19 July 2010

Tastiest time capsule: underwater champagne

AFP reports the discovery of the world's oldest champagne in a shipwreck 55 meters deep off of the Finnish island of Aaland.

Thought to be premium brand Veuve Clicquot, the 30 bottles discovered perfectly preserved at a depth of 55 metres (180 feet) could have been in a consignment sent by France's King Louis XVI to the Russian Imperial Court.

If confirmed, it would be by far the oldest champagne still drinkable in the world, thanks to the ideal conditions of cold and darkness.

"We have contacted (makers) Moet & Chandon and they are 98 percent certain it is Veuve Clicquot," Christian Ekström, the head of the diving team, told AFP.

"There is an anchor on the cork and they told me they are the only ones to have used this sign," he said, adding that a sample of the champagne has been sent to Moet & Chandon for their analysis.

The first bottles of Veuve Cliquot were produced in 1772 and aged for 10 years. Production was interrupted by the French revolution in 1788, so these bottles must be from between 1782 and 1787. The magic of alcohol and six atmospheres of pressure have kept the wine drinkable!

Aaland wine expert Ella Gruessner Cromwell-Morgan, whom Ekstroem asked to taste the find, said it had not lost its fizz and was "absolutely fabulous".

"I still have a glass in my fridge and keep going back every five minutes to take a breath of it. I have to pinch myself to believe it's real," she said.

Cromwell-Morgan described the champagne as dark golden in colour with a very intense aroma.

"There's a lot of tobacco, but also grape and white fruits, oak and mead," she said of the wine's "nose".

As for the taste, "it's really surprising, very sweet but still with some acidity," the expert added, explaining that champagne of that period was much less dry than today and the fermentation process less controllable.

"One strong supposition is that it's part of a consignment sent by King Louis XVI to the Russian Imperial Court," Cromwell-Morgan said. "The makers have a record of a delivery which never reached its destination."

Call it the solution of a historical mystery. As usual with such things, ownership is a little bit unclear, especially since the ship seems to be within Finland's territorial waters. The Aaland authorities are meeting next week to decide who owns the find, which is potentially worth millions at auction.

Pop champagne ain't a damn thing change / Spray it in the air make it champagne rain

It's been a good couple years for ancient champagne. This week's find beats the previous record for oldest bottle of Veuve: in 2008 a Scot named Chris James found an 1893 bottle in Torosay Castle, Isle of Mull, Scotland. It had been locked in a dark cabinet along with other liquors since at least 1897. Last year there was a tasting of a bottle of 1825 Perrier-Jouet Champagne at the winemaker's cellars in Epernay. The champagne was sweeter than the contemporary version (it was topped up with brandy in the cask) but was a bit flat but with notes of "truffles, caramel and mushrooms."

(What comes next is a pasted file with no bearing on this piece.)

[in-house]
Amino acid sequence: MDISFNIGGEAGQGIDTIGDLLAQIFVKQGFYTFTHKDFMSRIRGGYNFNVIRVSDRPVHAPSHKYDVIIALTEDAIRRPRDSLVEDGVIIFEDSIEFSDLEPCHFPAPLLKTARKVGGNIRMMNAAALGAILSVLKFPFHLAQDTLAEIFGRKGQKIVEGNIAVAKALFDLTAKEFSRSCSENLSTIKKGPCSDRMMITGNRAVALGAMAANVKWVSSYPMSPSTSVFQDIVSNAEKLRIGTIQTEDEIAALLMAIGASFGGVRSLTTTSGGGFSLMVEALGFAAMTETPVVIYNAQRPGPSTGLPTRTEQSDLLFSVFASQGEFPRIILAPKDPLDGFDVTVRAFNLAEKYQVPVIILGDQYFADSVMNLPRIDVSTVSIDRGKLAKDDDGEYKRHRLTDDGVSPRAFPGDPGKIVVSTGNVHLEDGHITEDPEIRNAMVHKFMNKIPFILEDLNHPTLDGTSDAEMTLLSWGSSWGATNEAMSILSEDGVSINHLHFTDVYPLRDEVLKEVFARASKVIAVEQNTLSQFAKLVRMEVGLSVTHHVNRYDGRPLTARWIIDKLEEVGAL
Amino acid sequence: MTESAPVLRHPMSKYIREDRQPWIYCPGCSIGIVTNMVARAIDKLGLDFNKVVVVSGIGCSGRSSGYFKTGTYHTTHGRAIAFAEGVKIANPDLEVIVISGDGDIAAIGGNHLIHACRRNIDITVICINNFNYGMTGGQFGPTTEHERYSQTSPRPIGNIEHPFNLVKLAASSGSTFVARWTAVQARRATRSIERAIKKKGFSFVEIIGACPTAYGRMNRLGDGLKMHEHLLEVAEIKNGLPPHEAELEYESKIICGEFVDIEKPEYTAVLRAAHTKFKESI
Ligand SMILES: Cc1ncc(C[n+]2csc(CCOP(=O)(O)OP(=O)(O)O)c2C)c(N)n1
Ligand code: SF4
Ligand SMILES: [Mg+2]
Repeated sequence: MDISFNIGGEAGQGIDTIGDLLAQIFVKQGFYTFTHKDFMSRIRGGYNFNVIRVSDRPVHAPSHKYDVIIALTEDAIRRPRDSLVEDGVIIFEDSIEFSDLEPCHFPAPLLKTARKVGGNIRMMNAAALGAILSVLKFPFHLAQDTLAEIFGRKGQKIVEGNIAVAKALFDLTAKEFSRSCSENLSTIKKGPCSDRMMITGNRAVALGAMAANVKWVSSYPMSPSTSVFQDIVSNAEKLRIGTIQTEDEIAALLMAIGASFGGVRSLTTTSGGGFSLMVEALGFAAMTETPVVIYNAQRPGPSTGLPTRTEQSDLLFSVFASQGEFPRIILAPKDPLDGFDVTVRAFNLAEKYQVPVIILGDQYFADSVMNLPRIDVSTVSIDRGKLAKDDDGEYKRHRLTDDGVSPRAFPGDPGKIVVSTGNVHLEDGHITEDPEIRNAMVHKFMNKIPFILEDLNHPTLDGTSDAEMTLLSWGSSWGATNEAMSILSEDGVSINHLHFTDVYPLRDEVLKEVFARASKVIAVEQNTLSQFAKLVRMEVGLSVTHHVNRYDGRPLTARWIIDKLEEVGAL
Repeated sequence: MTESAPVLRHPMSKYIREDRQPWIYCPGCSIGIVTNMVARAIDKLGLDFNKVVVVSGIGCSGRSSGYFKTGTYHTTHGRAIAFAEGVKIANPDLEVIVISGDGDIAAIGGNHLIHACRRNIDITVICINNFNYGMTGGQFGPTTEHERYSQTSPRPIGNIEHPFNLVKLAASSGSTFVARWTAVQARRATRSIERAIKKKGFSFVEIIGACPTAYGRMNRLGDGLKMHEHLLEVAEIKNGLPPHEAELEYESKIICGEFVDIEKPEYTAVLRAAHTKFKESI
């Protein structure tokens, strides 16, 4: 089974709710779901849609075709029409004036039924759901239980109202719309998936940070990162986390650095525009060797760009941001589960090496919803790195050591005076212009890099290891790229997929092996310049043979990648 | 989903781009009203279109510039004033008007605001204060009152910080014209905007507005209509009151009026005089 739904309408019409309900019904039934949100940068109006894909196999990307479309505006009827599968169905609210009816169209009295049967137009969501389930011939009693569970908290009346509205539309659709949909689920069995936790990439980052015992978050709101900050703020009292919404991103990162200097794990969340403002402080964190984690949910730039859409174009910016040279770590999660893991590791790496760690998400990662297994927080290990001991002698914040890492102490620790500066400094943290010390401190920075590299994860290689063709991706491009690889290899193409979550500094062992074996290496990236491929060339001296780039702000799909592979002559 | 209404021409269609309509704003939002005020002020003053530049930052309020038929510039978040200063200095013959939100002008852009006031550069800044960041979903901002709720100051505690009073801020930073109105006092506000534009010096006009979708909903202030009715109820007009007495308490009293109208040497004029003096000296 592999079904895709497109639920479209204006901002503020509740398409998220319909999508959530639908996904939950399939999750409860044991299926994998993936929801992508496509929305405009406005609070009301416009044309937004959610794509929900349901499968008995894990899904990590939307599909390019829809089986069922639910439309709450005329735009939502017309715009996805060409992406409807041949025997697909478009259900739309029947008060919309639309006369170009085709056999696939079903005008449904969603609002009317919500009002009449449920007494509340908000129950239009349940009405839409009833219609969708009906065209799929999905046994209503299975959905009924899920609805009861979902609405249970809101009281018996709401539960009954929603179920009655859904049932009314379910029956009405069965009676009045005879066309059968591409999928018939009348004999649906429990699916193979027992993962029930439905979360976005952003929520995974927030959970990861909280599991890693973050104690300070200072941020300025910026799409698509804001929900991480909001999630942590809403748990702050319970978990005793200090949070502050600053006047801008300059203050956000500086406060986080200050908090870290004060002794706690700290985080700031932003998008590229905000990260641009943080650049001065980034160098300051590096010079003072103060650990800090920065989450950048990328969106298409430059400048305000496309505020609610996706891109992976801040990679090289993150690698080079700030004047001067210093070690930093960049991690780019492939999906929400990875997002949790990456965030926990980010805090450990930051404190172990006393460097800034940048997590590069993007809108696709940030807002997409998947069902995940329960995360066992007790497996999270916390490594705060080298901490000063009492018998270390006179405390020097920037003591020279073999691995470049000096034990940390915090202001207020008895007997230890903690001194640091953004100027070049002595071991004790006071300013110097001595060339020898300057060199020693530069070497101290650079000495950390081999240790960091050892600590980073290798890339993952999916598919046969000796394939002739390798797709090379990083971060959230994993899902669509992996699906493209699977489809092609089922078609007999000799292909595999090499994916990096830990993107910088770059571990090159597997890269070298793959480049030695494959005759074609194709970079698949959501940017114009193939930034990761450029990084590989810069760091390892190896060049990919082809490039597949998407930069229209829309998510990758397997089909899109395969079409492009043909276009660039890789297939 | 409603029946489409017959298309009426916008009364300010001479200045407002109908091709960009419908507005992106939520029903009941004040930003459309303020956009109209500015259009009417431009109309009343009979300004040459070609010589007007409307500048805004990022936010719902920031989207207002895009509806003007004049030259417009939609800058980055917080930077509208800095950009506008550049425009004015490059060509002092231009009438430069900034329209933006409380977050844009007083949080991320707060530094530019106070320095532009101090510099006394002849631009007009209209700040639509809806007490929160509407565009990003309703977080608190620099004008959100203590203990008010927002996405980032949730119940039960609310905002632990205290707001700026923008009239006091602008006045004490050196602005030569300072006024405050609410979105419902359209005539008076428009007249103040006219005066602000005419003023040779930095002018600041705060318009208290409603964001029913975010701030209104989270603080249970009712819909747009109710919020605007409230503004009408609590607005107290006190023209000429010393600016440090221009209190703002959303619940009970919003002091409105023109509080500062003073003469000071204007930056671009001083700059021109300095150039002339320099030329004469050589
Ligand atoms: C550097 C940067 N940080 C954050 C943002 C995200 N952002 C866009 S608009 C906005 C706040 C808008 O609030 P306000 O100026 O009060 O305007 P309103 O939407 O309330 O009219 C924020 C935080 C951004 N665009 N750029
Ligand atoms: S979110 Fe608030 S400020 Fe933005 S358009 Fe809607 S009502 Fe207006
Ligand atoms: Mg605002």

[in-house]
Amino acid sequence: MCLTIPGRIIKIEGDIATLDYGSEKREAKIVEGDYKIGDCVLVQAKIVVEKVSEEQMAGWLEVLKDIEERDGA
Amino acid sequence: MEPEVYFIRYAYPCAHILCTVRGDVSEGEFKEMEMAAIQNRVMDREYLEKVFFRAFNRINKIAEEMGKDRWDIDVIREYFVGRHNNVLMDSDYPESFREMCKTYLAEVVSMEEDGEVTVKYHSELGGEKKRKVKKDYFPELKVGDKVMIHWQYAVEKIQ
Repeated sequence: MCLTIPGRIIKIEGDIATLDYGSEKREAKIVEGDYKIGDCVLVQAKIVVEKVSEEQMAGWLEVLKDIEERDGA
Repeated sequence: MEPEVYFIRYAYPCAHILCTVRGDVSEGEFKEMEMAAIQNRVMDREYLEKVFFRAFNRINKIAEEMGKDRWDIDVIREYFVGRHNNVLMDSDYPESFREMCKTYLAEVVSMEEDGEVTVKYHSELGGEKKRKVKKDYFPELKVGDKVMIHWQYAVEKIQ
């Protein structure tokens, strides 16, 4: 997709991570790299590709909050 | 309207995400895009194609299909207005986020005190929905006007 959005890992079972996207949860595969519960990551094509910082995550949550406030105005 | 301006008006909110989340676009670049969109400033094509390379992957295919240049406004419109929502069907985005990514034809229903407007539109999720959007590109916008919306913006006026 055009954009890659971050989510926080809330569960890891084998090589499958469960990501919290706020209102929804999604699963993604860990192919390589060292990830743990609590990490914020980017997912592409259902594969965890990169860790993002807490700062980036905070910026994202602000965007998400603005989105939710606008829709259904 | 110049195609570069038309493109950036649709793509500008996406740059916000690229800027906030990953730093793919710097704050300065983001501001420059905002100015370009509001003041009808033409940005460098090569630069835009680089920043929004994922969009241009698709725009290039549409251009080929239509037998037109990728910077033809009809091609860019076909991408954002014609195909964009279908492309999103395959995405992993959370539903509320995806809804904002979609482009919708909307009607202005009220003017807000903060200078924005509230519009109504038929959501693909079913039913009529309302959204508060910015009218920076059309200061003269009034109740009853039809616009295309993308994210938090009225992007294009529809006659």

Veuve Cliquot is quite important in the history of champagne. Madame Cliquot (the 'widow' or veuve in the brand name) ran the firm from 1805 to 1866 and transformed champagne from an artisanal to a mass produced product. With her staff she invented a vastly more efficient way of removing lees and yeast from the bottles (riddling) - making champagne a clear beverage for the first time. The Finnish bottles, from the 1780s, predate this transformation and represent an rare surviving example of a pre-industrial wine.

Up from the deeps!

Shipwrecked wine is not as unusual as you might think. Wine has been a widely traded commodity for, well, as long as people have been making wine (at least 7,000 years). Booze was an important part of the neolithic revolution and people have been greedy for it ever since. In other words, drinking wine is very stone age. Nicola at Edible Geography (another blog I love) has a great reflection on shipwrecked wines:
It appears the ocean floor, if treated as a single entity, might actually be the world’s largest wine cellar – a sunken treasure trove of lost vintages awaiting rediscovery. Like squirrels digging up acorns, wreck-divers and salvage companies stumble upon another forgotten cache every few years.
She also points out that drinking the stuff can actually have some archaeological value:
A 1996 paper published in the Australasian Historical Archaeology journal discusses the analysis of wines recovered from an 1841 shipwreck – the William Salthouse, in Melbourne’s Port Phillip Bay – in terms of the evolution of Muscat. By combining chemical composition analysis with sensory data (i.e. sampling) and archival research, archaeologists with Heritage Victoria discovered that “Muscat was traditionally an unfortified style, quite different to today, due to a vinification technique called passerillage,” which created a wine with such high sugar levels that, to modern oenologists, it tastes like Sauternes.
Not that it's much of a challenge to convince archaeologists to drink wine. In fact one might wonder why the archaeology of booze is so underdeveloped, given the rampant drinking that besets the average dig.

I'll talk about wine recovered from Greek and Roman wrecks some other time. For now I'll leave you with some other more recent shipwrecked wine links, like the 1907 Heideseck discovered in a shipwreck a few years ago (mostly covered by luxury blogs, which ironically have really bad grammar and writing!) Also check out these wines recovered from the Titanic.

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